His act became a catalyst for the Tunisian Revolution and the wider Arab Spring, inciting demonstrations and riots throughout Tunisia in protest of social and political issues in the country. The public's anger and violence intensified following Bouazizi's death, leading then-President Zine El Abidine Ben Ali to step down on 14 January 2011, after 23 years in power.
Labels: Moroccan News
Sunday, December 14, 2014
The Cervantes Theatre in Tangier, built by the Spanish couple Manuel Pena and Esperanza Orellana opened December 11, 1913. It was acquired by the Spanish government in 1928. The Cervantes Theatre was described by he coordinator of Cervantes centres in Morocco, Javier Galvan Guijo, as one of the "architectural jewels" of Moroccan heritage. Now, after years of indecision, Moroccan and Spanish architects are calling for its restoration.
Back in February of this year, The View from Fez wrote about the state of the theatre and the need for renovation (see story here). At the time, Cecilia Fernandez Suzor, director of the Cervantes Institute in Tangier said, "Its current state is a bit pathetic, to be honest."
Writer Rachid Taferssiti, president of the Al Boughaz Association for the Safeguarding of Tangier, also had something to say. "It looks like a shadow of a theatre, "he said, "I find it sad that a multicultural space like that is degraded as it is."
On Tuesday in Fez Moroccan and Spanish architects launched a call for the "Safeguarding of great Cervantes Theatre in Tangier".
At a round table on "rehabilitation and implementation of heritage: the case of large Cervantes Theatre in Tangier," participants from various backgrounds have called stakeholders, theatre professionals and civil society to "mobilise to rehabilitate this emblematic monument and restore its its former luster and radiance."
This Tangier coliseum with a capacity of more than a thousand spectators once served as a place of amusement and entertainment, debate of ideas and a meeting the Moroccan nationalist movement.
The building has been closed to the public since the early 90s.
Visiting the site photographer Gerard Chemit found it surrounded by rubbish and in a dilapidated state. Hopefully the words spoken about the theatre will finally result in some action.
| The theatre is accessible via the Avenue Pasteur and|
Rue du Prince Moulay Abdallah - Photo Gerard Chemit
Morocco has joined the coalition against Islamic State of Iraq and Levant. American officials report that the Kingdom has agreed to air strikes against ISIL positions in Iraq as well as Syria. Morocco has already contributed several F-16 Block 52+ multi-role fighters for the daily operations
An American military spokesperson says “This was a good decision both for the coalition and Morocco as it has not yet tested these aircraft in combat.”
At this point, the Royal Moroccan Air Force has been operating three F-16s in the campaign against ISIL. Officials said the Moroccan missions were coordinated with the U.S. Air Force through its air operations command in Qatar.
This marked the first use of Morocco’s F-16 fleet in air strikes. The kingdom procured 24 such aircraft from Lockheed Martin in a $2.4 billion purchase.
So far, Morocco has been the first and only North African ally to join the coalition. Egypt, which was a longtime partner of Washington, has refrained from any commitment following the U.S. suspension of F-16s to the regime of President Abdul Fatah Sisi.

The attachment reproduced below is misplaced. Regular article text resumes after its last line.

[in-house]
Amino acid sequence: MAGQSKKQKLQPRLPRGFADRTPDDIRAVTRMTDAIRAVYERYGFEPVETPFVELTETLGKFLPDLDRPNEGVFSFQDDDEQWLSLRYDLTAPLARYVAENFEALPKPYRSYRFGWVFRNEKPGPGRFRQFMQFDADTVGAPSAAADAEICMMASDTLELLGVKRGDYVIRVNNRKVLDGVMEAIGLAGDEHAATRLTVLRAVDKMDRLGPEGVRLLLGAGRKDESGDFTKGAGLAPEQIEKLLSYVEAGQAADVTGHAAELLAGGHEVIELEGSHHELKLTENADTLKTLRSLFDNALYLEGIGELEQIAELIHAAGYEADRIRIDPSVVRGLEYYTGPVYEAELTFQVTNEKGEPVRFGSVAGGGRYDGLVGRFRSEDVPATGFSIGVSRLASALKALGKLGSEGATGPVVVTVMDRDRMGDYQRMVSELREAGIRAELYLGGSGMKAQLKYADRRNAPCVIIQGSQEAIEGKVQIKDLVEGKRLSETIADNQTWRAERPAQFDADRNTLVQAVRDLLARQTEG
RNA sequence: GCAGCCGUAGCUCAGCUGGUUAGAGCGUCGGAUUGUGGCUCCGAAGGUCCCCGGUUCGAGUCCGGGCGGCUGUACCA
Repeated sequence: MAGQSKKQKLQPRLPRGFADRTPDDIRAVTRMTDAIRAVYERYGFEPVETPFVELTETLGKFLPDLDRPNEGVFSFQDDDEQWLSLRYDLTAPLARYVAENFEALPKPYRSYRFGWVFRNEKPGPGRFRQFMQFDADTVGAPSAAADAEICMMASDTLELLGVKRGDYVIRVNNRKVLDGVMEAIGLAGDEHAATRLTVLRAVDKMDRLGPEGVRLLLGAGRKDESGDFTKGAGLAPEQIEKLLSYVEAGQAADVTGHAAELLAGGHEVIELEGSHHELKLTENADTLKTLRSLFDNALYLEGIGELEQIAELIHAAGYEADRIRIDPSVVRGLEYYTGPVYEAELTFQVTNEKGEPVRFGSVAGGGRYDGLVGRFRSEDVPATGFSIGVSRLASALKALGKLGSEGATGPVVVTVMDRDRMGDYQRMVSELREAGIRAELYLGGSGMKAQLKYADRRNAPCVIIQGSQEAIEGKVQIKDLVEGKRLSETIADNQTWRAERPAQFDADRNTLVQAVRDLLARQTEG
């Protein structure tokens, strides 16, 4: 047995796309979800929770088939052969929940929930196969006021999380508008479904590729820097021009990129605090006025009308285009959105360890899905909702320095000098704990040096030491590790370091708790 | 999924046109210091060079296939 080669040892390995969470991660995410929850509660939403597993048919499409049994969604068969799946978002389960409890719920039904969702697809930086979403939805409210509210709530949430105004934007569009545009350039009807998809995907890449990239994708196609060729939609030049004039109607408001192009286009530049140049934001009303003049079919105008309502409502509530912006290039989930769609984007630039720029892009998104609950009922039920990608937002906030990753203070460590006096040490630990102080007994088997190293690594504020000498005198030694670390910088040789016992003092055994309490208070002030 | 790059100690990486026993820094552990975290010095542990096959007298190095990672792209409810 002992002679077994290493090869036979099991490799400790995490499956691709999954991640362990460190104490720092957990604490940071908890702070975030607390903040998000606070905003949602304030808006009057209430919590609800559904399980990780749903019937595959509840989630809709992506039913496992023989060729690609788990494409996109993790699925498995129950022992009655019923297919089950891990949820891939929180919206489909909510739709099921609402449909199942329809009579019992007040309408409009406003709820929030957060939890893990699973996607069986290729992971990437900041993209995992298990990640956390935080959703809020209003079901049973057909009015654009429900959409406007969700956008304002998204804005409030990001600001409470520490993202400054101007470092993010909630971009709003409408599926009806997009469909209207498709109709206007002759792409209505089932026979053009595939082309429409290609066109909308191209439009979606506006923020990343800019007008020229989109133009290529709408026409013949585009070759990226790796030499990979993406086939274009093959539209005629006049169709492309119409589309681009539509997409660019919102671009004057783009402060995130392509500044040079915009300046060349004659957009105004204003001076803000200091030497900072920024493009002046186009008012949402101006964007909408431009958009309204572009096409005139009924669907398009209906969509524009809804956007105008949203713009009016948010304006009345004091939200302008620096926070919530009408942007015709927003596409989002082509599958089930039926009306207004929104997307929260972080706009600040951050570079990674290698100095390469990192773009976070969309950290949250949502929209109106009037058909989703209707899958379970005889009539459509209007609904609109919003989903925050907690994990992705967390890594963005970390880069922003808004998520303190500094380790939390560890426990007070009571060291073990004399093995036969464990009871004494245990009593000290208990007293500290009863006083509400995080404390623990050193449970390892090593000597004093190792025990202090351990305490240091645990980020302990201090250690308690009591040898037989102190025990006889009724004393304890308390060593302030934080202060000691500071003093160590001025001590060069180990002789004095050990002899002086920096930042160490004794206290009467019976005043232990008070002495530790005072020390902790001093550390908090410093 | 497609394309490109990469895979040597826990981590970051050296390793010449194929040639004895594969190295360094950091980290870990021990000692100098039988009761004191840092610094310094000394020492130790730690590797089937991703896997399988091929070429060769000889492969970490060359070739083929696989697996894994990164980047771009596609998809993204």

Rep. Rob Wittman, a chairman of a House Armed Services subcommittee says “This effort needs an Arab face.”
According to daily newspaper Akhbar Al Yaoum in its December 10th issue, four F-16 Moroccan fighters have begun bombing locations belonging to the Islamic State in Iraq and Syria. The Moroccan air raids focused on bombing IS positions in the outskirts of the Iraqi capital Baghdad in addition to other parts of the country that were not yet identified.
The newspaper said that Spain is closely watching Morocco’s participation in the US-led coalition to fight against the Islamic State, adding that the move enabled Morocco to have an increased access to advanced technology and weapons manufactured by the United States. It went on to say that the Spanish press believes that results have shown that the Moroccan F-16s are more advanced than Spanish F-18 fighters which are devoted to the protection of the Canary Islands.
Earlier reports by the NY Times said that the Moroccan F-16 fighters will be targeting fixed sites like military headquarters, communications centers, oil refineries, training camps, troop barracks and weapon depots.
Saturday, December 13, 2014
It is rare for The View from Fez to report on football. It is even rarer for us to report a story that involves Morocco, Algeria and New Zealand. However, it is rarest of all that a small New Zealand football club makes the world news.
The FIFA Club World Cup run of Auckland City has turned into something of a fairytale after they unexpectedly defeated Moroccan Club Moghreb Tetouan last Wednesday - a result that saw the Moroccan side's coach getting sacked. Then came today's shock defeat of Algerian champions ES Setif in Rabat.
|Auckland City celebrate as the fairytale continues|
The New Zealand part-timers, who qualified for the tournament as Oceania champions are making a record sixth appearance. The world tournament pits the champions of each FIFA confederation against each other, to find the best club team in the world, and Auckland - the champions of Oceania and the only non-professionals - were widely expected just to make up the numbers.
However, New Zealand John Irving's goal in the second-half not only secured a win over Algerian side but also (for the first time) a place in the Club World Cup semi-finals on Saturday.
Auckland will now have four days to find their feet, and apply for more leave from their day-jobs, before they tackle the South American champions on Thursday morning when they face Argentina's San Lorenzo, the Copa Libertadores champions, in Marrakesh.